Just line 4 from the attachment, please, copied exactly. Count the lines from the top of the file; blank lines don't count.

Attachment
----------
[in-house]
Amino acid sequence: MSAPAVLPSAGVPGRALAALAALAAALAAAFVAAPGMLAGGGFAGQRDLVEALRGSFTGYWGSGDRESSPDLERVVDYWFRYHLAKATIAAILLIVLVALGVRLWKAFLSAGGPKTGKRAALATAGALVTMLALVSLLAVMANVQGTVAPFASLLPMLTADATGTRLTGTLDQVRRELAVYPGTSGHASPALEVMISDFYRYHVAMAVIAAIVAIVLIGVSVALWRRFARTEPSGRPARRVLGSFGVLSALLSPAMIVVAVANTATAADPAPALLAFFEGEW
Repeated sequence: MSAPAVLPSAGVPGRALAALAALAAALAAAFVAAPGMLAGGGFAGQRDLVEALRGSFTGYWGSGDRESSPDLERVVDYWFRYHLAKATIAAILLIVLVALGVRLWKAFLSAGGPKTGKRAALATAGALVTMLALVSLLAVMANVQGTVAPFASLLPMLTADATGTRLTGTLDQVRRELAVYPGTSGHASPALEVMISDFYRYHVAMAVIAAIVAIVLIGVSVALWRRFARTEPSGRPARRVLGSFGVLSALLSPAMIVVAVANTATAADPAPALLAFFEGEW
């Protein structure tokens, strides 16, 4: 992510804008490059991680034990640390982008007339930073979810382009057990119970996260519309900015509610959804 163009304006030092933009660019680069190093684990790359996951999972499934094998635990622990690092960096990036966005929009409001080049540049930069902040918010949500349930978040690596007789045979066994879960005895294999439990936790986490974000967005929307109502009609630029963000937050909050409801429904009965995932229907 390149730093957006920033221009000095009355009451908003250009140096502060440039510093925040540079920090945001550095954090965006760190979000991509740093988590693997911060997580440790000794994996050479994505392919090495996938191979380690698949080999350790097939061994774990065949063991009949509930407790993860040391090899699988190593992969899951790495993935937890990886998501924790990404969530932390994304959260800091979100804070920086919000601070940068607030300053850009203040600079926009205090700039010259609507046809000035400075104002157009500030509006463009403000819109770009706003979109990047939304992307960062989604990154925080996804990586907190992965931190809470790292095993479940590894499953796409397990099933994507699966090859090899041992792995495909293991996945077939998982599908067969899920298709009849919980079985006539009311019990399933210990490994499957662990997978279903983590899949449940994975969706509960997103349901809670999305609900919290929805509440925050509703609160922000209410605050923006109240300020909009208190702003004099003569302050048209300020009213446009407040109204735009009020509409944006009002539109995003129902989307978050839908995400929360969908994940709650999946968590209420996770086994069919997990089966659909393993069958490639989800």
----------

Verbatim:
């Protein structure tokens, strides 16, 4: 992510804008490059991680034990640390982008007339930073979810382009057990119970996260519309900015509610959804 163009304006030092933009660019680069190093684990790359996951999972499934094998635990622990690092960096990036966005929009409001080049540049930069902040918010949500349930978040690596007789045979066994879960005895294999439990936790986490974000967005929307109502009609630029963000937050909050409801429904009965995932229907 390149730093957006920033221009000095009355009451908003250009140096502060440039510093925040540079920090945001550095954090965006760190979000991509740093988590693997911060997580440790000794994996050479994505392919090495996938191979380690698949080999350790097939061994774990065949063991009949509930407790993860040391090899699988190593992969899951790495993935937890990886998501924790990404969530932390994304959260800091979100804070920086919000601070940068607030300053850009203040600079926009205090700039010259609507046809000035400075104002157009500030509006463009403000819109770009706003979109990047939304992307960062989604990154925080996804990586907190992965931190809470790292095993479940590894499953796409397990099933994507699966090859090899041992792995495909293991996945077939998982599908067969899920298709009849919980079985006539009311019990399933210990490994499957662990997978279903983590899949449940994975969706509960997103349901809670999305609900919290929805509440925050509703609160922000209410605050923006109240300020909009208190702003004099003569302050048209300020009213446009407040109204735009009020509409944006009002539109995003129902989307978050839908995400929360969908994940709650999946968590209420996770086994069919997990089966659909393993069958490639989800």